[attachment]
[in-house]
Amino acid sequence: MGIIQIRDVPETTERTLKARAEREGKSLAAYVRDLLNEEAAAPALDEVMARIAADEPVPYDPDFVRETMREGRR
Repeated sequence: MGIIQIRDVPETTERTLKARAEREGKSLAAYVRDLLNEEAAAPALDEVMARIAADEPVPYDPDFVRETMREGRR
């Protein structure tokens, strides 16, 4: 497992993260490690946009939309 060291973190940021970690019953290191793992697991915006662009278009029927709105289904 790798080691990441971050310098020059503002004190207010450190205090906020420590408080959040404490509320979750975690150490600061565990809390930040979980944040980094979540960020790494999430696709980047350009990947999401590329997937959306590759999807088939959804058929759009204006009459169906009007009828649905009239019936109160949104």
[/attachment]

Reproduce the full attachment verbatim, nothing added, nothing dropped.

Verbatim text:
[in-house]
Amino acid sequence: MGIIQIRDVPETTERTLKARAEREGKSLAAYVRDLLNEEAAAPALDEVMARIAADEPVPYDPDFVRETMREGRR
Repeated sequence: MGIIQIRDVPETTERTLKARAEREGKSLAAYVRDLLNEEAAAPALDEVMARIAADEPVPYDPDFVRETMREGRR
């Protein structure tokens, strides 16, 4: 497992993260490690946009939309 060291973190940021970690019953290191793992697991915006662009278009029927709105289904 790798080691990441971050310098020059503002004190207010450190205090906020420590408080959040404490509320979750975690150490600061565990809390930040979980944040980094979540960020790494999430696709980047350009990947999401590329997937959306590759999807088939959804058929759009204006009459169906009007009828649905009239019936109160949104």